She's had a son since then, sung the national anthem at Super Bowl XLIII and shed 80 pounds as a Weight Watchers spokeswoman. So its natural to wonder what Jennifer Hudson's latest effort says about her perspective on life and love and loss. As it turns out, I Remember Me brims with resilient confidence as she belts her way through a collection of soul-filled songs penned by heavy hitters R. Kelly, Alicia Keys, OneRepublic's Ryan Tedder and country music's Ronnie Dunn.

Positive Elements

Spiritual Content

Sexual Content

Violent Content

Crude or Profane Language

Drug and Alcohol Content

Other Negative Elements


Pro-social Content

Through the years, Hudson has talked about her Christian faith and her upbringing (and singing) in her Chicago church. That spiritual influence is most evident in her gospel-tinged take on Brooks & Dunn's "Believe." On it, Hudson tells the story of an old war veteran who's lost his wife and son. When she asks, "How ya keep from going crazy," he replies, "I'll see my wife and son in just a little while." The chorus, written from his perspective, adds, "I raise my hands, bow my head/I'm finding more and more truth in the words written in red/They tell me that it's more to life than just what I can see/Oh, I believe." The song ends with a blazing, "With all that I been through, I still believe/Yes, I do/ … Lord, I still believe."

"Still Here" delivers a heartfelt tribute to, presumably, Hudson's mother, whom she credits with shaping her self-image ("It's because of you I knew how it felt to be loved/You made me feel beautiful, 'cause you believed I was"). The chorus poignantly adds, "When I close my eyes/I still see you/ … You're still in my heart."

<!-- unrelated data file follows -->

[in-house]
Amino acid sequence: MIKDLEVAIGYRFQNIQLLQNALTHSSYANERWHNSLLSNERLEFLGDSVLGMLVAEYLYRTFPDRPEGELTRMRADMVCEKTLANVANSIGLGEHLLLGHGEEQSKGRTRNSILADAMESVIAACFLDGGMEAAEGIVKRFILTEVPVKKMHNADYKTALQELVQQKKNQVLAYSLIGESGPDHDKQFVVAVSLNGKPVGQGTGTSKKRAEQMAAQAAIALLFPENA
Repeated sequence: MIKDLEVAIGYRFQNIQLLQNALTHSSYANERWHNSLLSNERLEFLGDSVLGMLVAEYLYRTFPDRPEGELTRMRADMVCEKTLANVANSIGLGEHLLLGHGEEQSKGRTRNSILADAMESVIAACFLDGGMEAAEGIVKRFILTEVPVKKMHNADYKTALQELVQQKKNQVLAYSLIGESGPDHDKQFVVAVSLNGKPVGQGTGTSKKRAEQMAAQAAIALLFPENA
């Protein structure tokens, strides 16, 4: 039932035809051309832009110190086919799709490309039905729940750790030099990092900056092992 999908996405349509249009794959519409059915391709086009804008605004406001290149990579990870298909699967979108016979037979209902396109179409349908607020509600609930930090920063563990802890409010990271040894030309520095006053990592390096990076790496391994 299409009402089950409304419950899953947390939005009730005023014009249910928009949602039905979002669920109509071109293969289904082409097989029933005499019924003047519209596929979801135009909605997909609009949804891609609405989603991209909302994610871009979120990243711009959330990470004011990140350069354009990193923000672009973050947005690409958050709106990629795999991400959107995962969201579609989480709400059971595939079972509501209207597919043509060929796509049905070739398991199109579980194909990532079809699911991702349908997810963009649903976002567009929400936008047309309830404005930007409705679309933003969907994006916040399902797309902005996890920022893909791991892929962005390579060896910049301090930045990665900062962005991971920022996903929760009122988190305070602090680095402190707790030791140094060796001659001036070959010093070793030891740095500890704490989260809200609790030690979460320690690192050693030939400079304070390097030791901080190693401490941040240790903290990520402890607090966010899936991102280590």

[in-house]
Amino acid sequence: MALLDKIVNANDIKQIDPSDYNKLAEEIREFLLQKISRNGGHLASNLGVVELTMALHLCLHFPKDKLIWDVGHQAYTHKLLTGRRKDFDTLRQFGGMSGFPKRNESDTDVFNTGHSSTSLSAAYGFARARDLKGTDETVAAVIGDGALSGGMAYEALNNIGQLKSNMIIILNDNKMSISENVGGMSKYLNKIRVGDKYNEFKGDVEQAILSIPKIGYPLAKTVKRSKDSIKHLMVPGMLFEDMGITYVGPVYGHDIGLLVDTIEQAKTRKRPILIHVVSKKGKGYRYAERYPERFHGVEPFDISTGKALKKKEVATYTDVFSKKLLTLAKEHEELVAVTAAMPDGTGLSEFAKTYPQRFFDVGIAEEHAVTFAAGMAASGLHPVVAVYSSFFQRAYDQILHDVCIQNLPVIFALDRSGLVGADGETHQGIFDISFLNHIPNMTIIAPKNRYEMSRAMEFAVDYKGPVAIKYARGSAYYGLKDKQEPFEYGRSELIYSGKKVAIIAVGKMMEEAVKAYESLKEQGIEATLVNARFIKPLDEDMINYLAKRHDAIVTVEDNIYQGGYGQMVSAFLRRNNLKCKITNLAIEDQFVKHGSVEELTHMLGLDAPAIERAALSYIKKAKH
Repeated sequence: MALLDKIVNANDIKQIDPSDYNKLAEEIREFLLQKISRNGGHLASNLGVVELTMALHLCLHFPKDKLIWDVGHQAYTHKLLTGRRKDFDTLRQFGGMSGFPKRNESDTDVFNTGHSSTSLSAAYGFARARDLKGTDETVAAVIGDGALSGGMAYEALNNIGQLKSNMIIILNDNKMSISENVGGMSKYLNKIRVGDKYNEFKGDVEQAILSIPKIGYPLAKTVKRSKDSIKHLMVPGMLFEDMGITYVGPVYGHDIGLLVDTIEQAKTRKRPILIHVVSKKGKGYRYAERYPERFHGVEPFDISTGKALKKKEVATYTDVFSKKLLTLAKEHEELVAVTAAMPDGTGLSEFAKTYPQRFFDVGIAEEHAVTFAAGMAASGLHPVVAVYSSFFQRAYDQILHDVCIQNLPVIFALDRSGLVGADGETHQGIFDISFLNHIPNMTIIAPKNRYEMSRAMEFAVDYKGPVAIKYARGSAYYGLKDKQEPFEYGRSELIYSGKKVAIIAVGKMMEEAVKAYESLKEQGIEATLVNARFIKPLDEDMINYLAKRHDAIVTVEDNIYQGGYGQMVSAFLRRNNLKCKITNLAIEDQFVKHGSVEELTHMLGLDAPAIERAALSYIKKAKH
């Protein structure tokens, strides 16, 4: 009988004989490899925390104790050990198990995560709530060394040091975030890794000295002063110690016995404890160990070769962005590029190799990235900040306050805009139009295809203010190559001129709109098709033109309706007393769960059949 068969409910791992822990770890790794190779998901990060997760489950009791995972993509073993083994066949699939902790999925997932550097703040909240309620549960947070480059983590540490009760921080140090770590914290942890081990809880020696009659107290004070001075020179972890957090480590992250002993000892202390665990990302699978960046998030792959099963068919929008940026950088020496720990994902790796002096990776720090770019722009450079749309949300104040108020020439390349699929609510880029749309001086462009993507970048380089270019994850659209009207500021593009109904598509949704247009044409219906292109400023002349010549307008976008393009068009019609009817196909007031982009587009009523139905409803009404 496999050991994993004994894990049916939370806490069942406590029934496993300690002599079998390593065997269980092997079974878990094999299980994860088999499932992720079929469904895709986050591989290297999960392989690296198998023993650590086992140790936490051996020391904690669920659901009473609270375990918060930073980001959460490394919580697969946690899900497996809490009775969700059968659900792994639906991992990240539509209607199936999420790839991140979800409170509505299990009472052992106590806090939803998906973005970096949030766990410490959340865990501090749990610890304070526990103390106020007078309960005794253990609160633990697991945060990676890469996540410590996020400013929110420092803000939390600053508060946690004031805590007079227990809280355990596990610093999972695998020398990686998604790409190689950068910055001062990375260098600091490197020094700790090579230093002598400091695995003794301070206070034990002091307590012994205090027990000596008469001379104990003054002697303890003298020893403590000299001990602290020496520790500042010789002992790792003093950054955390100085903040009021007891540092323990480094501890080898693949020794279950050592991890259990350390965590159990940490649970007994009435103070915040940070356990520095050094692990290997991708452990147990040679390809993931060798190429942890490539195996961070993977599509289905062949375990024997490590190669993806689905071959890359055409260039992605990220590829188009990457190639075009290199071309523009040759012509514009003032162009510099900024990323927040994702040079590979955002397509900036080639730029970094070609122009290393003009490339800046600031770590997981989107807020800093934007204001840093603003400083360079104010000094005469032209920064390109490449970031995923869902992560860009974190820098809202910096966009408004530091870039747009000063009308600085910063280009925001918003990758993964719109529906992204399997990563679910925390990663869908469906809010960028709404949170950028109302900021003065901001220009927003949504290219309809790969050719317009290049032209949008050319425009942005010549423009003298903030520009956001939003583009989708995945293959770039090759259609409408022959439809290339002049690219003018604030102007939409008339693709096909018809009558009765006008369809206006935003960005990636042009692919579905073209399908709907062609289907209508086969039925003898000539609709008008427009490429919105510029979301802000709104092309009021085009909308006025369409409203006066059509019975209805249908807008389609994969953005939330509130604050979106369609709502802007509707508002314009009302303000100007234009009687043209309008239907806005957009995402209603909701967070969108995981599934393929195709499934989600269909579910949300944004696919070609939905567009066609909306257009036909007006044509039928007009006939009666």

"I Got This" bursts with enthusiastic optimism as Hudson proclaims, "I got this, ain't no stopping me." The song also says, "God believes, smiles at me/'Cause when I fall, I won't drop/Something in me won't let me stop until I reach the top." On the title track, she seems determined not to forget the past but, at the same time, is equally determined not to let the past's wounds define her. "Everybody Needs Love" delivers exactly that message. And "Feeling Good" sums up Hudson's attitude with the words, "It's a new dawn, a new day/A new life for me/And I'm feeling good."

"Where You At" chides a smooth-talking beau for not making good on his promises, while "Don't Look Down" encourages a current flame not to focus on potential problems but to maintain a hopeful stance toward the future.

Objectionable Content

Some mildly suggestive hints of sensuality creep onto a couple of tracks. On "No One Gonna Love You," Hudson sings, "Why run from what's gonna hold you tight/Through any complications, baby, maybe we can start tonight/ … Ain't no one/ … Show you what I could show you." On "Angel," she says of her man, "Heaven's in your arms." Likewise, on "Gone," she shudders to think of what life would be like apart from her lover's embrace ("Can you imagine if we never got to spend those nights in each other's arms?").

Summary Advisory

In March 2009, about six months after a murderer claimed the lives of three close family members, Jennifer Hudson told Us magazine that she was coping with grief by "praying every morning and thanking God for every single blessing. [That] keeps me grounded and motivated to be the very best that I can be in everything that I do."

That posture is apparent on I Remember Me, as Hudson neither fixates on the losses she's endured, nor forgets them. Instead, she seems determined to forge a positive, hopeful path forward. Compared to some of the much more questionable material on her first release, Hudson seems more sure of herself here and light-years more mature. With two or three very brief exceptions, I Remember Me is a solid, hopeful, at times faith-inflected offering from a woman who's facing life head on with a smile on her face.

Plot Summary

Christian Beliefs

Other Belief Systems

Authority Roles



Discussion Topics

Additional Comments/Notes

Episode Reviews



Readability Age Range









Debuted at No. 2 with first-week sales of 165,000 units.

Record Label





March 22, 2011

On Video

Year Published



Adam R. Holz

Get weekly e-news, Culture Clips & more!